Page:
In the core of the network there were several impressive far-reaching solutions coming out of Juniper and Acme Packet.  I think we’re going to see an inflection point reached very soon where the traditional voice core disappears, and a new architecture enabling a range of both operator, national and global service platforms to be used, some of which will include IMS (or a simplified version), as well as an innovative service platform for traditional services as mentioned by Netdev at the conference.  IMS was one of the themes, but I’m seeing some interesting challenges appear in IMS implementations as they grow beyond voice, I’ll be discussing this at the IMS World Forum in April.  There was a joint operator announcement on RCS (Rich Communications Suite), but RCS’s requirement of IMS and lack of interoperabiltiy with the web world means RCS is dead on arrival.

There were so many innovations on show, the Android area in Hall 8, Teleca’s device software innovations, the list goes on.  I pick out a few only because they or what they represent should be on the agenda of most operators today:

  • Wadaro: enabling operators to understand what their customers experience as network performance.  I strongly recommend AT&T take a look at their technology so they can see which network equipment and which handsets are degrading their customer’s experience and why.
  • Sycamore: IQStream presented interesting stats on what is happening to the data going over mobile networks, we’re seeing more video objects of larger size (higher resolution) and much greater concentration of popular content.  So their technology has a significant  impact on lowering backha
    ul congestion and improving customer experience (higher quality and less interrupted play-out).  Definitely something Level 3 should checkout to reduce its peering charges.
  • Android demonstrated the power of taking an ecosystem approach, operators please take note as this is what APIs enable you to do with your business.  The user interfaces, application and device innovations were impressive.  Apple is going to find itself playing catch-up.  I’m just sad that because I’m not prepared to allow Google to take my personal data and have it used against me in delivering the advertisers message that this ecosystem is not open to me.  Google really should create an option where all my data remains my data not theirs.  This brings me onto my next rant about the need for private Internets, take FaceBook as an example, I do want an easy way to share family pictures with the rest of my extended family, without the rest of the internet looking on, but I’ll save that for another article.
  • Alcatel Lucent had a great innovation called lightRadio (will marketeers please stop with the random capitalization, 7 year olds go through it after they’ve learn to write, you’re not 7) it’s essential a highly integrated base station about the size of a WiFi modem that can fit in lamp post etc.  It enables 3G or 4G to be deployed in close proximity to the user, removing the need for femto-cells in people’s homes, and allowing quite impressive through-puts in dense urban cells.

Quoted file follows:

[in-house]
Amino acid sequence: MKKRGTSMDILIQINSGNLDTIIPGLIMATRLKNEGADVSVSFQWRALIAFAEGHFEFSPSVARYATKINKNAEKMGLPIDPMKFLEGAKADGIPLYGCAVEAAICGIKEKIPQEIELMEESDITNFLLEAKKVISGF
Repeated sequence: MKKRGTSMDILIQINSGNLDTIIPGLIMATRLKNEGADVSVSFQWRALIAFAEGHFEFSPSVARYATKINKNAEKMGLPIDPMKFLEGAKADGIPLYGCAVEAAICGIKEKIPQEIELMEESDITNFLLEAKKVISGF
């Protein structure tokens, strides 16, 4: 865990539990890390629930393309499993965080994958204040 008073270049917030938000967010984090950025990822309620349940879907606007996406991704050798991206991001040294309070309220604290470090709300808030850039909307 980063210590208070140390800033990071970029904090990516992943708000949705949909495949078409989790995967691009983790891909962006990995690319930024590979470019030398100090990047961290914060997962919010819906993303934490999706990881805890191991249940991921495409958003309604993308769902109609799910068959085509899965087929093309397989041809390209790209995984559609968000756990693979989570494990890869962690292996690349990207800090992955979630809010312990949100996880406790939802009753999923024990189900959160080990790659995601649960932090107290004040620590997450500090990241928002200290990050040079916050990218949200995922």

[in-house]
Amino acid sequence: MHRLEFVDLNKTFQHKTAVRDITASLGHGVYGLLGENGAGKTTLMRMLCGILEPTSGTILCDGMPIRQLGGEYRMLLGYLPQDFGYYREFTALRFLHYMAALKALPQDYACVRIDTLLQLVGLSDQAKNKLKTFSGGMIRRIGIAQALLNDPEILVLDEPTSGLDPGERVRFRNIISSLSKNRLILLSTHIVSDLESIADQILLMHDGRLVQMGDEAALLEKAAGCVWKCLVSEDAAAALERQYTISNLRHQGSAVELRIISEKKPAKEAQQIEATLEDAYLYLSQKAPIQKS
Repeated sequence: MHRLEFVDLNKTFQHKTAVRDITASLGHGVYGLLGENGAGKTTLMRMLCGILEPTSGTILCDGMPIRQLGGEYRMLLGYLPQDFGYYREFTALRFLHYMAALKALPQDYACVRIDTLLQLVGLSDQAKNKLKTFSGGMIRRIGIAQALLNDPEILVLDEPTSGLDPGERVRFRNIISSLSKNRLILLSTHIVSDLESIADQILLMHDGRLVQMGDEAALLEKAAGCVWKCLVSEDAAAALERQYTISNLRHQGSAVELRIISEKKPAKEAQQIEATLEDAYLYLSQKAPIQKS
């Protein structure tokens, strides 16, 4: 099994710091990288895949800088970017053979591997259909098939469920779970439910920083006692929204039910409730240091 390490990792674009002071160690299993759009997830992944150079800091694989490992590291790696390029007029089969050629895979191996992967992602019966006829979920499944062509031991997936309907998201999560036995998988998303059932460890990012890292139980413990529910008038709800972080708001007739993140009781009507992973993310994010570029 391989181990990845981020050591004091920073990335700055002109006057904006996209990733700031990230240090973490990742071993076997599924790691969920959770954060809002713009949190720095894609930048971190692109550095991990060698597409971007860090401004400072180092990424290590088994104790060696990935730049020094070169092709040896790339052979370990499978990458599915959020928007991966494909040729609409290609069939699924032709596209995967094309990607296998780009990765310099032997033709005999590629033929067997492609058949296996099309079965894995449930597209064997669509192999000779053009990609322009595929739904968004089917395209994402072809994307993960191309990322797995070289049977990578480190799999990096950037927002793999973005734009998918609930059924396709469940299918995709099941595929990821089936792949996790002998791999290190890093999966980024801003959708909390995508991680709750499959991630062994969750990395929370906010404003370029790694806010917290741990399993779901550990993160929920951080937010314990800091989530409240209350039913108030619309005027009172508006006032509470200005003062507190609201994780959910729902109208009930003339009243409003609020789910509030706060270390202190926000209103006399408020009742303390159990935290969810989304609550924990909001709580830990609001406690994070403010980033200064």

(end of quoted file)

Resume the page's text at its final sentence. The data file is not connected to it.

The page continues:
Intelligent, smart and cloud appear to be the popular prefixes this year, rather than next generation.  Marketing budgets have obviously been cut as much of the marketing was humorous for all the wrong reasons, with messaging such as mobile cloud, which is a bit like saying the everywhere everywhere or hypey hype.  There was one banner that used the acronym PST, so I had to ask, “Do you sell Microsoft Outlook email files?”  They did not.

NFC (Near Field Communications) was mentioned frequently, with DoCoMo being cited as the proof point for action.  As mentioned previously with some of the weakly thought through investment bank analysis, if someone uses DoCoMo as the reason you should buy product X, immediately kick them out of the room as they do not understand your market, unless of course your market is Japan and you are DoCoMo.

LTE was the focus of the NEPs (Network Equipment Provider), however as wireless intelligence reported only 4% of connections would be LTE by 2015?  So a valid question is should most operators wait for 4G, especially given Ericsson showed us HSPA+ can achieve 168 Mbps, and most customers remain 2G connected.

Enterprise is a renewed focus for operators, one operator shared with me they’ve managed to raise SME (Small medium Enterprise) ARPUs by up to 50% simply through training their customers on all the features they buy.  Its shocking what money operators are leaving on the table.

There were many non-mobile innovations being demonstrated at the show including Telecom Italia’s CuboVision (which uses MeeGo) and Amdocs jNetx connected home demonstration.  It reminded me of the Broadband World Forum from October last year where the discussion encompassed mobile broadband.  It’s simply a reflection of convergence.  Olivier Baujard, Group CTO, Deutsche Telekom made the point at the Broadband World Forum last year that: customers consider separate
fixed and mobile broadband as irrelevant its just broadband.

In reading the GSM Daily newspaper at the show it looks like Munich is being lined up to be the next venue, though nothing will be announced for a few more months.

On the overlapping conferences and trade organizations: the GSMA and CTIA organizations should be combined as CDMA is no more, we only need one mobile trade association.  MWC should be the infrastructure show, CTIA spring dropped, CTIA autumn the app and enterprise show, and CES the device show.  It was sad to see Telecom TV replaced by GSMA TV at MWC, if it had been another equivalent agency the quality may have been OK, but GSMA TV has a significant learning curve.  The sponsors of the above organizations and shows: Ericsson, Huawei, Google, Alcatel Lucent etc. must work together and use their marketing budgets to bang heads together and get the trade organizations and conferences to better meet the needs of the industry and not the pockets of a few individuals.

In summary, I left MWC thinking the industry could potentially adapt to the changes in customer expectations and business environment.  And an ecosystem is an extremely powerful entity for innovation, as demonstrated by Android at the show.